What the concept “One Rice…”
means to Japan, and to the world
History reveals that for at least the past eight centuries, the combination of “soup and three dishes” has been synonymous with the notion of a conventional meal in Japan. It’s more than a serving style. Professionals today, both in and outside Japan, recognize that the careful coordination of a stock-based dish with three complementary side dishes can provide a full range of nutritional balance. There is a fourth element, rice, but in Japan at least, its presence is so much a given that it’s not even counted as an additional dish. Contemporary Japanese find themselves too busy to regularly set aside the time and care that such meal planning requires. One by one the dishes have been abandoned, and now it’s common to combine the basics haphazardly in a “one-dish” style, and the consequent lack of nutritional range and balance has become cause for concern.
We started Nakahigashi in order to return the “One Rice…” idea to the world spotlight; to show how the centuries-old culinary tradition of a small island nation was born and thrived through continuous cultivation and refinement. We want to know that the betterment of life we’ve enjoyed through this simple philosophy of food lives on, by realizing it through the local foods and rich culinary experiences of cultures the world over, and for generations to come. We want its essence to live on by allowing its means to be transformed.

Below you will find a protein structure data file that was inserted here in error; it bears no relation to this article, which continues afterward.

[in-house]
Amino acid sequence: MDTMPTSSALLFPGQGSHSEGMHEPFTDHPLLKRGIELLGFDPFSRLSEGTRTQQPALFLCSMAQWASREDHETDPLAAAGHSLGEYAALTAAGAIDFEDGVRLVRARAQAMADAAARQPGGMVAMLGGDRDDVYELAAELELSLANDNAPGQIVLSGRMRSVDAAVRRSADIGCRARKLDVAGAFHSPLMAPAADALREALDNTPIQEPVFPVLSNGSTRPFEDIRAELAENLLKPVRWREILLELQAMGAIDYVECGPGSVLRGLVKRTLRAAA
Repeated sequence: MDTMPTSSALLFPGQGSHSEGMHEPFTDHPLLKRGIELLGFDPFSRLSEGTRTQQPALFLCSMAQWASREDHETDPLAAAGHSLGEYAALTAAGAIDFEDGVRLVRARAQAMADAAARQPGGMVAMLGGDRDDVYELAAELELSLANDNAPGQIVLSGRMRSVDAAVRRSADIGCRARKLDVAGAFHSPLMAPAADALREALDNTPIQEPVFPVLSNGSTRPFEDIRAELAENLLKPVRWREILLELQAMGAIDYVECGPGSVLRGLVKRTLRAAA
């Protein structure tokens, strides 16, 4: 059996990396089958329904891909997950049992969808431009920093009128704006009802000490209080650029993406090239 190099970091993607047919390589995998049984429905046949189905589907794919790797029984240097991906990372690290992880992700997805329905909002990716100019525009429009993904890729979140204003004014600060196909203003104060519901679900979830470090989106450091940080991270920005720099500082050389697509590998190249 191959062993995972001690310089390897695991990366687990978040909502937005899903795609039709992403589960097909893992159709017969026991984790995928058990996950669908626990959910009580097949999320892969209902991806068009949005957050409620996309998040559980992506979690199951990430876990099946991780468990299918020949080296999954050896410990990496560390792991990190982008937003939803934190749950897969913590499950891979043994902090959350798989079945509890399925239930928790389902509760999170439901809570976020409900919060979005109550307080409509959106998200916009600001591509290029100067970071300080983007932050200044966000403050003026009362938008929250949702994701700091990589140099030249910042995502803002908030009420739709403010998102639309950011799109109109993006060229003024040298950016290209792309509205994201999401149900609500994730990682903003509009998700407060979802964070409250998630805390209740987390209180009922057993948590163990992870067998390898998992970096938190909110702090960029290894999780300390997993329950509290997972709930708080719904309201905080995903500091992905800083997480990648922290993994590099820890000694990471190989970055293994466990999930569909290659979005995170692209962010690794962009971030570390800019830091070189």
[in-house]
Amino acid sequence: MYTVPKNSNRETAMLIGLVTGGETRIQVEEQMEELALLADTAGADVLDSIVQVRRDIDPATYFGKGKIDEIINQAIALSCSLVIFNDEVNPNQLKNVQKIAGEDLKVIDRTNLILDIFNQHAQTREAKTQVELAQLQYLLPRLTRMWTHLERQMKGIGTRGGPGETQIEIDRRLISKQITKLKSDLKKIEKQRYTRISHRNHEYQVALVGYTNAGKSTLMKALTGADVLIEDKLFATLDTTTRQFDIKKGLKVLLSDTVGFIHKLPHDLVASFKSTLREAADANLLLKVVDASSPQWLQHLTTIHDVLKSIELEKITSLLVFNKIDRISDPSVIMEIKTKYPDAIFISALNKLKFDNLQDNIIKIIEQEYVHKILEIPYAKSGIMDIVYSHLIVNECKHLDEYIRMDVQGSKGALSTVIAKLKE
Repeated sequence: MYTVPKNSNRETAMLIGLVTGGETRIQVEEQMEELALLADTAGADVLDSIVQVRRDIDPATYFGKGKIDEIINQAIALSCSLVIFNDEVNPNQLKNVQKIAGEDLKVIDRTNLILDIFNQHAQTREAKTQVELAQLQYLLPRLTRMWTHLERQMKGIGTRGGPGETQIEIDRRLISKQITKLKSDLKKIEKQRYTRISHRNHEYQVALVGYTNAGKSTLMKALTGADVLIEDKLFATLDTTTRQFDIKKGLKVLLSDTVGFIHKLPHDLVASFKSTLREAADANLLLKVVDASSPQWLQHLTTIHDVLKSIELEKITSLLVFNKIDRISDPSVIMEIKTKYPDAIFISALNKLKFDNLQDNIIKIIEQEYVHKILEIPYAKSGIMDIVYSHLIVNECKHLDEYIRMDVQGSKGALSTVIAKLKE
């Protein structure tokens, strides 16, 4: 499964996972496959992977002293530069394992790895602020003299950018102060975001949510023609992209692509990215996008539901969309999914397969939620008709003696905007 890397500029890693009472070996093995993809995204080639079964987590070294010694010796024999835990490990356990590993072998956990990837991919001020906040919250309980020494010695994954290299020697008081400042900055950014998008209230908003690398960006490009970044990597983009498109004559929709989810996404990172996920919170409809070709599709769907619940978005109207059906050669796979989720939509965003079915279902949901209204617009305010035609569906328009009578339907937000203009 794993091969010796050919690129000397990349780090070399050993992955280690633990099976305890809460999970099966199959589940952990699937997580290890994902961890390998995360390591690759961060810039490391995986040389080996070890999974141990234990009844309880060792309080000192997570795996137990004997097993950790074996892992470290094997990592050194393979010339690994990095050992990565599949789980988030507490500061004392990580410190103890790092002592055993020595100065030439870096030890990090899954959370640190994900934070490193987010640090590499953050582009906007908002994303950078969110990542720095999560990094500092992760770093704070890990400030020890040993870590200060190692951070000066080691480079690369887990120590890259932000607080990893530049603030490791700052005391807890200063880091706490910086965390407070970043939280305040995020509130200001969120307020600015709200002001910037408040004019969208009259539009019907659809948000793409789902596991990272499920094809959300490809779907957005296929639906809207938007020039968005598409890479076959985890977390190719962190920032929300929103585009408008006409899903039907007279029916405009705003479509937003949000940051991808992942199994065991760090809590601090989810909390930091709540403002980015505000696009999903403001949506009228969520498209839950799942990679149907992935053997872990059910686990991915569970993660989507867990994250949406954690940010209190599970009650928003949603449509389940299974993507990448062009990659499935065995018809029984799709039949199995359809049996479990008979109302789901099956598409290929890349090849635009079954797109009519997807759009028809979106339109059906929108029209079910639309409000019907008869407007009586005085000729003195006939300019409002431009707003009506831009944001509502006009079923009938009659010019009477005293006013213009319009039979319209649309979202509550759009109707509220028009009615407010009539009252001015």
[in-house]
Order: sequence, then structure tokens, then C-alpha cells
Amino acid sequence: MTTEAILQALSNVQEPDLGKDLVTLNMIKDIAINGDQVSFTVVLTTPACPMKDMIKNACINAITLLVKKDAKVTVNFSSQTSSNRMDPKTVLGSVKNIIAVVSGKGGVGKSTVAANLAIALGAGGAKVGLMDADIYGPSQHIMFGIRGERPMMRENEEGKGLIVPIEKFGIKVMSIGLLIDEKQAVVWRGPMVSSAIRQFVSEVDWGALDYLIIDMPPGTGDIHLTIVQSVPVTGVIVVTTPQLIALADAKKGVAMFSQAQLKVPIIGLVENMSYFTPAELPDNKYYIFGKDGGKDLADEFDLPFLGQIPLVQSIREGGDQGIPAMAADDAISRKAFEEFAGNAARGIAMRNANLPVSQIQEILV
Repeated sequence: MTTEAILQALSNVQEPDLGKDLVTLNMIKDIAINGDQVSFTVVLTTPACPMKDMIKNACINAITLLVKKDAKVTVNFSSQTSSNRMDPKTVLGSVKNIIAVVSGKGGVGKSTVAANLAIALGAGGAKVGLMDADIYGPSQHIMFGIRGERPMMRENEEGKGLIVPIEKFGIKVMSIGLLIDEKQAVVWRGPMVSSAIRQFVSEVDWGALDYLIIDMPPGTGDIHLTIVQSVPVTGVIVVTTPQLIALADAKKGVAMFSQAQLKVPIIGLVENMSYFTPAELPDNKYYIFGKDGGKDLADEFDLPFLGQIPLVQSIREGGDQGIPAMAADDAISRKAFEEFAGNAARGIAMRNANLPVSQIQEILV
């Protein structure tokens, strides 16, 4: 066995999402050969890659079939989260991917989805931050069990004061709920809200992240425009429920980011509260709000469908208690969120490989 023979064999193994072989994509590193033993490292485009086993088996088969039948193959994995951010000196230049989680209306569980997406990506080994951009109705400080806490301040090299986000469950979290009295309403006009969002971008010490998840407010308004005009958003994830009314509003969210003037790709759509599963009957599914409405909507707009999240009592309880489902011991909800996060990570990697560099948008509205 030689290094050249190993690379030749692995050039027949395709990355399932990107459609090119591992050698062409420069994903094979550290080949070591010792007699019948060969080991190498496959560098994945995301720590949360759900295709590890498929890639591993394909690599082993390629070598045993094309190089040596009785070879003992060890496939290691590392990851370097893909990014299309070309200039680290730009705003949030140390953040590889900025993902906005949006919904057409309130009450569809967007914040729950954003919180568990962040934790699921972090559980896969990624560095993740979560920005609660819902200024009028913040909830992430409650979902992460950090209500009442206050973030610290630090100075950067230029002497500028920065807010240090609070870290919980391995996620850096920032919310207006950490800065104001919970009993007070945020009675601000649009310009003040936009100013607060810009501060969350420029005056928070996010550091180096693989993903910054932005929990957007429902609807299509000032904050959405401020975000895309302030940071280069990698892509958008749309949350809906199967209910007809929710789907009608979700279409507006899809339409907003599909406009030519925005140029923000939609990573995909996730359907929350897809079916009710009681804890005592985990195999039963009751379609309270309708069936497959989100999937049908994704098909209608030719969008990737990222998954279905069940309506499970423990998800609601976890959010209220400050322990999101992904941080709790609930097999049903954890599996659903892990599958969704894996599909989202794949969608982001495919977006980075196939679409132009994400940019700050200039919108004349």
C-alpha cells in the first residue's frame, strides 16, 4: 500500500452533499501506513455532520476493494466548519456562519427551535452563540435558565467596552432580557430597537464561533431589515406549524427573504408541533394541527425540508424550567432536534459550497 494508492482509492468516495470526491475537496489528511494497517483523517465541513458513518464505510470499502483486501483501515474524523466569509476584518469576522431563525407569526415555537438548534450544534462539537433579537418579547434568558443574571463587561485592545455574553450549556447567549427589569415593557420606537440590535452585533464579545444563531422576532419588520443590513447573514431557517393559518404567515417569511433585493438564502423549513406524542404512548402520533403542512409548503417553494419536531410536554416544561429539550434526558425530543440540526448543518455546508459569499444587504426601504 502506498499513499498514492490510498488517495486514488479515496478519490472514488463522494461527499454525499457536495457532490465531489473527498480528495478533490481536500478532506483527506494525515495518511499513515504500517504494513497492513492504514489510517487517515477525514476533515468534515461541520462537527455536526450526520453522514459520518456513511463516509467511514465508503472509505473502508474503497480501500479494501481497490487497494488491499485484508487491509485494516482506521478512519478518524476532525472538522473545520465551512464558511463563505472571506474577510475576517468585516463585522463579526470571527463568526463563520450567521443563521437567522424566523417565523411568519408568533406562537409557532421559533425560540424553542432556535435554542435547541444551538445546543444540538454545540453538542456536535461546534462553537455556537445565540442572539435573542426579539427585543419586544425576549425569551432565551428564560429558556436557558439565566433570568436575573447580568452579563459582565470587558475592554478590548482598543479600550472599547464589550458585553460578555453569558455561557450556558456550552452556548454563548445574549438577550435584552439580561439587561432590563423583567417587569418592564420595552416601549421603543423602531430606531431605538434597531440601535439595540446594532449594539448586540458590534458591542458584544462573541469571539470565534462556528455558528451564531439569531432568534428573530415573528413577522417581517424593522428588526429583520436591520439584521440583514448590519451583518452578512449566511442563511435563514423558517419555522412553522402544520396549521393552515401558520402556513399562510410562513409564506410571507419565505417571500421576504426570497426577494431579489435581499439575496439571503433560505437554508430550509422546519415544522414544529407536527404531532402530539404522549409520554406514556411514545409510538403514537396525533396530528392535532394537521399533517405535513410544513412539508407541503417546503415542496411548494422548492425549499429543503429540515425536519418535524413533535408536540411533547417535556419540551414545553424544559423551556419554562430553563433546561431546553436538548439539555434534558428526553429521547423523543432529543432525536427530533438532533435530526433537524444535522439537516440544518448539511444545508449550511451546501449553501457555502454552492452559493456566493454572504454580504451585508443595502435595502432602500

We believe that the style of what we call a meal may vary, adapt, and evolve, but its essence will always stand out as a beacon, no matter what the time or place.
During the Edo Period (1603 - 1868), when Japan achieved its highest level of social and institutional development, people were known to eat nothing but a simple, consistent meal of rice, plus a soup, stew, porridge, or other potted dish. Exceedingly simple, yet astonishingly complete and balanced.
This is what we propose as the perfect mealtime configuration, and we want to see it infinitely interpreted based on locality mixed with individual creativity and lifestyle. We believe the idea is so universal that everyone holds the knowledge to create their own “One Bowl of Rice, One Cup of Soup” in pursuit of a cuisine that benefits the mind, the body, and the environment; and we believe in a world to come that will embrace these ideals.